30th March 2015
Neuroscience, like all sciences is a point of question and understanding rather than an answer. More specifically neuroscience is the study of how the brain and spinal cord (CNS) work together to develop and shape everything about who we are. Due to its insights on human cognition, it is often perceived as a tool for predicting and manipulating behaviour. However, this is not only an inaccurate use, but a myth. Science is based on questioning, therefore there are no facts only understandings. Given these parameters, how can neuroscience help? It can help in three ways, the first is helps us understand the mechanisms behind behaviour. Secondly, it can help to create better problem solving and innovation tools. Finally, it can be used to produce smarter products, services, and communication by putting the human at the centre.
We are seeing a big trend towards focusing on the human, which seems obvious but businesses often forget that people are the most important part of the innovation supply chain.
The objective is to make our community smarter and more aware of the behavioural and cognitive mechanisms behind business and innovation. The schedule is below:
27 March at 1400-1530 // Perception
14 April at 1400-1530 // Neuroscience Behind Negotiation
08 May at 1000-1700 // Platypus: All day innovation lab (Members Only)
29 June at 1400-1530 // Sales, fear, and Anxiety
31 July at 1400-1530 // Attention
18 September at 1400-1530 // Cognitive Flexibility + Problem Solving
20th April 2015
Negotiation + Neuroscience
When examining negotiation, cognitive neuroscience is a great tool to dissect the mechanisms behind it – understanding the supply chain to aid in better understanding your negotiation partner, as well as creating a new framework in which both parties leave feeling satisfied, integrated, and valued.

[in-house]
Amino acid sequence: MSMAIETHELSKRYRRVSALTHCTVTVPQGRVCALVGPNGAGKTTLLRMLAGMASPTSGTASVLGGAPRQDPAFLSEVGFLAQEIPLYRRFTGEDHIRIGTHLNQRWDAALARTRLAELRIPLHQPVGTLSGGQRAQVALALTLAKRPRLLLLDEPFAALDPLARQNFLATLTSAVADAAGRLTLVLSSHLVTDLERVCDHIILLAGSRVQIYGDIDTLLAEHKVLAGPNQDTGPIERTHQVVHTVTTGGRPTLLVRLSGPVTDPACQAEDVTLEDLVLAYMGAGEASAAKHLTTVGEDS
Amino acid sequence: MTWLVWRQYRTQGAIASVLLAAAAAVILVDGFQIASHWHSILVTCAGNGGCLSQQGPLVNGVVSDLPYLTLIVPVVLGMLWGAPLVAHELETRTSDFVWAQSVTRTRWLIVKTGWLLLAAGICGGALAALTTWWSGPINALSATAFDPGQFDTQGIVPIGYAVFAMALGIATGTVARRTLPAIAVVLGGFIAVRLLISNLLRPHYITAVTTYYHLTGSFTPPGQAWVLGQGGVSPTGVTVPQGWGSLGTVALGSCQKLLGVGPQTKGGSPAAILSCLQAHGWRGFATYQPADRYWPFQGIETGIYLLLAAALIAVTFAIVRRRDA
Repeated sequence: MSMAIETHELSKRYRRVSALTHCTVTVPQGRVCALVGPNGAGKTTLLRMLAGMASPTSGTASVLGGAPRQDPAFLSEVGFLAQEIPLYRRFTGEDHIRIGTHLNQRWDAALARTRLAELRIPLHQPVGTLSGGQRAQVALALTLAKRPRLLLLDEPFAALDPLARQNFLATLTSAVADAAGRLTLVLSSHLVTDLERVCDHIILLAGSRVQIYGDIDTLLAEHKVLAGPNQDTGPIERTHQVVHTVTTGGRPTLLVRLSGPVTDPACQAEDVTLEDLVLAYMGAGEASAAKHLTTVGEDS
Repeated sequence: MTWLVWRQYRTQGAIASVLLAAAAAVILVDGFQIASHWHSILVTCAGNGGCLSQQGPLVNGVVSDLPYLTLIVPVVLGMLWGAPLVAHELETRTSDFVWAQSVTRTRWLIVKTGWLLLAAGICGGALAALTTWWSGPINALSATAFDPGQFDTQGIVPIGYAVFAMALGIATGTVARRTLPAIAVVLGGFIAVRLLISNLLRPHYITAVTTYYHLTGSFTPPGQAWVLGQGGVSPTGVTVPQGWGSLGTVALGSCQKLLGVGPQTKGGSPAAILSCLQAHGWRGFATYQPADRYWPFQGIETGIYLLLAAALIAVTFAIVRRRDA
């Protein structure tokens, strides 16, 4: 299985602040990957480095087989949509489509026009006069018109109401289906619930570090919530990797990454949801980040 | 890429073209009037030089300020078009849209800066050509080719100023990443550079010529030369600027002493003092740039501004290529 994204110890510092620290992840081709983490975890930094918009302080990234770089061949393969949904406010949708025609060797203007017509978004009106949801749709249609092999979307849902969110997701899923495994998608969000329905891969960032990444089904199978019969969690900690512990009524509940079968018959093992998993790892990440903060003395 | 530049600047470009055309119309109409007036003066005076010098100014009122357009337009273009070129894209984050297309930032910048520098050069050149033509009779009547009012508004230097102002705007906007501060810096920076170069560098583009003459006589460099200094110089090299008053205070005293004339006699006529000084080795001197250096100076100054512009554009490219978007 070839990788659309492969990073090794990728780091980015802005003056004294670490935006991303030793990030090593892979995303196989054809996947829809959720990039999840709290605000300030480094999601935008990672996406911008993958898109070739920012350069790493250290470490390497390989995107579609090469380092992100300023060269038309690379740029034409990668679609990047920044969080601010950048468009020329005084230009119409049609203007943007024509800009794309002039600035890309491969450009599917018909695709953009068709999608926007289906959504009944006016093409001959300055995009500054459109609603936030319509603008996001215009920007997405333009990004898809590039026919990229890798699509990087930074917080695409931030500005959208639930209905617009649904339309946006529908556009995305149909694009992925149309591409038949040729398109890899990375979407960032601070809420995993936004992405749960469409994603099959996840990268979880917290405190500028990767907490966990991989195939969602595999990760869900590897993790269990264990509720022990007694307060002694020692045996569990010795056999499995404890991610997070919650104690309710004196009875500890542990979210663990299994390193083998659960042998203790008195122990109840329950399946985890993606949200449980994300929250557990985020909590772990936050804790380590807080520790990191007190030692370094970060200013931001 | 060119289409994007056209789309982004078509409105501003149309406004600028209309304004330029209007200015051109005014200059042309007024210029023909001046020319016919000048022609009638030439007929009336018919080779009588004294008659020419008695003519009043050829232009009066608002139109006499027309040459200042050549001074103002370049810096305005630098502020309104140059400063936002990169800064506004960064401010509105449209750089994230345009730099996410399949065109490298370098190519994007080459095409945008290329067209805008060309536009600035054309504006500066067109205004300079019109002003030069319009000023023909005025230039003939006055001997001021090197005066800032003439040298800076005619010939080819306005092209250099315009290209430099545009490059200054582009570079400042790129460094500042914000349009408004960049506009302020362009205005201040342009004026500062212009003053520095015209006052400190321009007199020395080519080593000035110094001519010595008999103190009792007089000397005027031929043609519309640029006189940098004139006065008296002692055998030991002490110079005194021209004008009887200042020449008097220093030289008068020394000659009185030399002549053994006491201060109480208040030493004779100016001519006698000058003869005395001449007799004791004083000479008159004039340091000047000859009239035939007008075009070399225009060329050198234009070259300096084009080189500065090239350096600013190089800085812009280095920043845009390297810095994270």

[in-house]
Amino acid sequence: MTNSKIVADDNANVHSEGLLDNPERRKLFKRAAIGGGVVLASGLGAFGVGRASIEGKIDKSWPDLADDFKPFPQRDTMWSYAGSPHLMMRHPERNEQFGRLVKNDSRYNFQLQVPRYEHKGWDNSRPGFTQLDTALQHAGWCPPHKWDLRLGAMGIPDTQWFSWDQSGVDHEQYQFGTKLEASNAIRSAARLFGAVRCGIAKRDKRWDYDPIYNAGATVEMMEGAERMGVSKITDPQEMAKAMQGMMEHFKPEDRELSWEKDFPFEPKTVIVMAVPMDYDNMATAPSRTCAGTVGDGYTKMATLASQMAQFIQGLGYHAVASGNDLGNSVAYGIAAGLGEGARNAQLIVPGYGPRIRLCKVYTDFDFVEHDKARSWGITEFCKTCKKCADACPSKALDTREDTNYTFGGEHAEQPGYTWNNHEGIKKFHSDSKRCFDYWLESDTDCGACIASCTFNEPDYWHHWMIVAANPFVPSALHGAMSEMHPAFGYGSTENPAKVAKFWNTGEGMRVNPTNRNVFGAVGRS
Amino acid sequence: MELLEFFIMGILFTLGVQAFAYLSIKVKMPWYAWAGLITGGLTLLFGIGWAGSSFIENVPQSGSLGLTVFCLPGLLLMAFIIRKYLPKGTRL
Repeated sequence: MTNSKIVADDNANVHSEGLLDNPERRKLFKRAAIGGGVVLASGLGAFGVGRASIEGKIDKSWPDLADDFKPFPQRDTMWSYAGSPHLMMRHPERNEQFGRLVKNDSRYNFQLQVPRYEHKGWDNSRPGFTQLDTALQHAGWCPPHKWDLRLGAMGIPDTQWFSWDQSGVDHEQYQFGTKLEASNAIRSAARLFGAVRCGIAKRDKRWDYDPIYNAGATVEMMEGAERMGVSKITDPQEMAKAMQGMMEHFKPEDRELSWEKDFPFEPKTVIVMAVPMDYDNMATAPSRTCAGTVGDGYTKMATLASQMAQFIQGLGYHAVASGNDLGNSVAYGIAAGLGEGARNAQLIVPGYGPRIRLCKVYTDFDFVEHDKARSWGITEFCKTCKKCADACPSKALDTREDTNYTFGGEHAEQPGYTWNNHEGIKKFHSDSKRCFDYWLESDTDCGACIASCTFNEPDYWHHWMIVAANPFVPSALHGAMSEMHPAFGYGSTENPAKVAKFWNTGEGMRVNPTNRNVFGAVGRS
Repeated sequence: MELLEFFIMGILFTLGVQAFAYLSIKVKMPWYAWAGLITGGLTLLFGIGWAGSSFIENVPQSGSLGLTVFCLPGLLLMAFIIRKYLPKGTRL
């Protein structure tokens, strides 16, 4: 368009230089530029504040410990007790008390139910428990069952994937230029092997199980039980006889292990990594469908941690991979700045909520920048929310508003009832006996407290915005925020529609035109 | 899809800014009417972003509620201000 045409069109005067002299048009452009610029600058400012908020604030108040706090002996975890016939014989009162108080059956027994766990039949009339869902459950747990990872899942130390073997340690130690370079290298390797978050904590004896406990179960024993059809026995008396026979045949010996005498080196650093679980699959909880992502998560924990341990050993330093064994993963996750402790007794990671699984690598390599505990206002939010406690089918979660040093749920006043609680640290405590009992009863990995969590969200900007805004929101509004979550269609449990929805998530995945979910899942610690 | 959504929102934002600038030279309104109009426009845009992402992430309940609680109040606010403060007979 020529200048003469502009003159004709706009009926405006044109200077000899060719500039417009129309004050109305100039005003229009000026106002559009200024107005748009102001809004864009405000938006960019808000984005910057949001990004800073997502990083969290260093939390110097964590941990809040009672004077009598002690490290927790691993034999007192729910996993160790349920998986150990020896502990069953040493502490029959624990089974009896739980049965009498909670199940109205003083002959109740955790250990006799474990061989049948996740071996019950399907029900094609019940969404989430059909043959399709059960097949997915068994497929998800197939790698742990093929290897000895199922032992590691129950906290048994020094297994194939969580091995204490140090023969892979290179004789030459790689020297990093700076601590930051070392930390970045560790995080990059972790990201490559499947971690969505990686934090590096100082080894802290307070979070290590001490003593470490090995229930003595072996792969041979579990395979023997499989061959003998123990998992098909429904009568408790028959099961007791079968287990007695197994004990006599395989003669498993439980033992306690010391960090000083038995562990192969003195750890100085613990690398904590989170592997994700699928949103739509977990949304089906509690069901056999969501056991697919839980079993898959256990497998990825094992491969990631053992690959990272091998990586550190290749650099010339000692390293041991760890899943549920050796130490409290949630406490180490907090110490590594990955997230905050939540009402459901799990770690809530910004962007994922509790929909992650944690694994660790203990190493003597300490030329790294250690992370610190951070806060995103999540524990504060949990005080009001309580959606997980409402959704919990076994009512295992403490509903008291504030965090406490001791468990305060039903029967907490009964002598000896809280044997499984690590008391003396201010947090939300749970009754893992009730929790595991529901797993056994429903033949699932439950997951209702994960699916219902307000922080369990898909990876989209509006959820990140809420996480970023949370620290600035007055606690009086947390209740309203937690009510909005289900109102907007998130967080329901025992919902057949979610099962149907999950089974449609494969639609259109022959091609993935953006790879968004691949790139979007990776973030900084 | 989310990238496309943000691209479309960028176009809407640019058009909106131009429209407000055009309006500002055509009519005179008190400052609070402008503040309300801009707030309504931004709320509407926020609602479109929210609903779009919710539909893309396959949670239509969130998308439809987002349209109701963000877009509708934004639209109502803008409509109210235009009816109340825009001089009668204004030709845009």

If we only view ourselves and our own place, negotiation will be damaged due to negative reactions. However, if we remove the differentiation and instead create a new mental framework in which theory of mind leads to empathy to those outside our group, we will be able to stimulate very different cognitive responses – as partners seeking mutual benefits!
Definition of Negotiation: Negotiation is an interpersonal decision-making process necessary whenever we cannot achieve our objects singlehandedly.
Types of negotiation: Biological, Economical, Cognitive: personal, political, social, business
How to move away from disagreement to successful completion : disagreement – uncomfortableness – confused – anxiety – theory of mind – empathy – language – understanding – reframing – schema – cognitive flexibility – trust – completion
The supply chain of negotiation:
- An anxious brain does not produce results
- Hence you need Theory of Mind (ToM) is the ability to attribute mental states — beliefs, intents, desires, pretending, knowledge, etc. — to oneself and others and to understand that others have beliefs, desires, intentions, and perspectives that are different from one’s own.
- ToM leads to empathy: the capacity to understand what another person is experiencing from within the other person’s frame of reference, ie, the capacity to place oneself in another’s shoes
- Both empathy and ToM are dependent on understanding.
- This allows for the creation of a new mental framework, which allows for the creation of new schemas which fit to the other parties perspective.
- This is the crux: if you want to negotiate well, you need to start using their own language to say what you want, and so that they are aware that they are being understood. This changes their chemistry, from cortisol, adrenalin and very high levels of dopamine, to a chemical system that is oxytocin, serotonin and vasopressin driven.
- These chemicals are involved in cognitive flexibility: the mental ability to switch between thinking about two different concepts, and to think about multiple concepts simultaneously. Due to cognitive flexibility, sets trust in motion.
- Once trust has been achieved, and you are framing it in a language that is the combination of both parties negotiation is very straightforward, as there is an understanding of the schema
13th Oct 2015
In September we held our monthly neuroscience workshop, where we provide some of the latest research in the field. We covered attention and perception, two areas of neuroscience that are paramount for designing smarter products and services.
The application is wide, which could be seen from the attendance list to: staff from Bupa that was curious to see how this understanding could help them design better care services, an intelligence agent looking to understand how colleagues see their world to make management improvements, and designers wanting to create products that were bespoke to the needs of a new demographic.
Increasingly we are seeing the need for neuroscience to bleed and contribute insight to industry as people are now struggling to make sense of our fast changing world.